If you’re building a gaming rig and are focused solely on esports titles, you’re probably wondering: how good of a graphics card do I really need? On the one hand, you’ve probably heard that these games aren’t all that hardware-intensive. On the other, with so many graphics cards out there on the market, finding the right one might seem like a daunting challenge.
Fortunately, things aren’t nearly as complicated as they might seem on first glance. First of all, esports titles thrive because of their optimization. You can run, say, League of Legends on nearly any kind of hardware. This includes ancient laptops with subpar processors and shoddy integrated graphics cards. Of course, League won’t run amazingly well, but it’ll still be playable. That’s the first step a game developer needs to take in order to merit a global audience: optimization.
A Bit on Optimization
Fortnite isn’t necessarily all that better than PUBG (it’s subjective, of course), but it’s a far worse resource hog. As a result (and because it’s built using the widely popular Unity engine), Fortnite can be run on nearly on device out there. This, of course, includes mobile phones. Heck, if you have a good enough device it’ll even run Fortnite at upwards of 90 FPS. Crazy times we live in!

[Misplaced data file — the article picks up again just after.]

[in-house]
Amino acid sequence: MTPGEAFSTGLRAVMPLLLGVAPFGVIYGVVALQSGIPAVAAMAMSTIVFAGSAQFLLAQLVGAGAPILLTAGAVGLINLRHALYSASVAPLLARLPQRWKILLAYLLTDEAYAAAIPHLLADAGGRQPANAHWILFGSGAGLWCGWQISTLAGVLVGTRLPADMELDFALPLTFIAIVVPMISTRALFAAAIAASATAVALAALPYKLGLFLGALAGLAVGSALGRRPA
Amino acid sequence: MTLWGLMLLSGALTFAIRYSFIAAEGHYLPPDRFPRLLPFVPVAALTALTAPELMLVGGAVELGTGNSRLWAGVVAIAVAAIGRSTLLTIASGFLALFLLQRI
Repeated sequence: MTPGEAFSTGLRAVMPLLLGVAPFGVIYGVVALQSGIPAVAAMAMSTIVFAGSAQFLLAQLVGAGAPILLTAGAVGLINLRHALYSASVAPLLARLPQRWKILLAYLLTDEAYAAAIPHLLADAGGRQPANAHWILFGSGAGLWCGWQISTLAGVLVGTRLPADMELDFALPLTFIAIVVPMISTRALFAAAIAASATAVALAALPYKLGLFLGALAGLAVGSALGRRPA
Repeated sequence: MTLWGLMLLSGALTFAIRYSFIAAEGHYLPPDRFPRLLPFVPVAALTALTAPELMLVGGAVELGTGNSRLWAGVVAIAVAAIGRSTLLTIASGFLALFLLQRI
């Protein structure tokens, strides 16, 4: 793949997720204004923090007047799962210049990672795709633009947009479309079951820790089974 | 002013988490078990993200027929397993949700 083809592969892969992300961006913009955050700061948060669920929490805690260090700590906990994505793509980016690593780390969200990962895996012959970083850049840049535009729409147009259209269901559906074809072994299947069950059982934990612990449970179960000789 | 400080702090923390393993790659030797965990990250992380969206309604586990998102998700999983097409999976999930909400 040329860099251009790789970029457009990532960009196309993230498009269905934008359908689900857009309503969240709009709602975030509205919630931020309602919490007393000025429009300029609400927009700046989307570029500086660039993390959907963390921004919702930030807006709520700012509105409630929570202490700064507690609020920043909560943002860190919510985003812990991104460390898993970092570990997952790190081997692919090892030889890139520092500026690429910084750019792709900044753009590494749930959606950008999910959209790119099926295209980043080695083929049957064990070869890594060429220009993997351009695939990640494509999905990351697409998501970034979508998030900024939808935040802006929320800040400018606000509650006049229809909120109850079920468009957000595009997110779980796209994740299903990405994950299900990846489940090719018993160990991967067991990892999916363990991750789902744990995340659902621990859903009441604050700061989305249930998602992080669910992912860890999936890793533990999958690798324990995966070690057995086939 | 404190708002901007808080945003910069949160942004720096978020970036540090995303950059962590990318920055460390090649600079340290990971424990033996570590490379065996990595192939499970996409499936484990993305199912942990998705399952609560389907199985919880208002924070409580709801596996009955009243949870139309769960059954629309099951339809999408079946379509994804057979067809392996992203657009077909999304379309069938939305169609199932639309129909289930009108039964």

Some titles, of course, need a bit of graphical prowess. This includes Apex Legends, Overwatch, and Call of Duty Warzone. That last one isn’t an esport per se, but it’s one of the most popular free-to-play titles in the world and will undoubtedly become an esport in due time.
Fortunately, as mentioned above, you really don’t need a beefy, obscenely expensive graphics card to run these games at high enough settings. What we’re looking for is a consistent 60 FPS (the bare minimum), maxed out settings, and bit of headroom for the future. Remember, you’re not buying a graphics card for the next six months (at least that’s not the norm). Instead, you’re looking for something that’ll last for the years to come.
Nvidia Graphics Cards
Nvidia has long been the kind of optimization and driver support. Sure, their products are a bit overpriced, but they sure to deliver when it comes to performance. For esports titles in particular, we’re looking at the following cards: GTX 1650, GTX 1650 SUPER, GTX 1660, and the GTX 1660 SUPER. There’s the 1660 Ti as well, but it’s only marginally better than the SUPER variant and is not worth the asking price. Far from it, in fact.
The 1650 is obviously weakest of the bunch but it’s still phenomenal for esports titles. The 1650 SUPER, on the other hand, is noticeably more powerful. You’ll get upwards of 10 FPS when compared to its more affordable variant, and more often than not this increase in performance will veer towards the +15 FPS mark if not even higher, depending on how well the game is optimized. The 1650 is by no means a graphical behemoth, but it’ll run Apex Legends at High settings with well over 60 FPS. The same goes for Call of Duty Warzone, although the FPS can dip to the low 50s depending on what’s happening on-screen. Regardless, this GPU is a great performer if you’re looking to save a bit of money and still game comfortably.
If You Want More Power…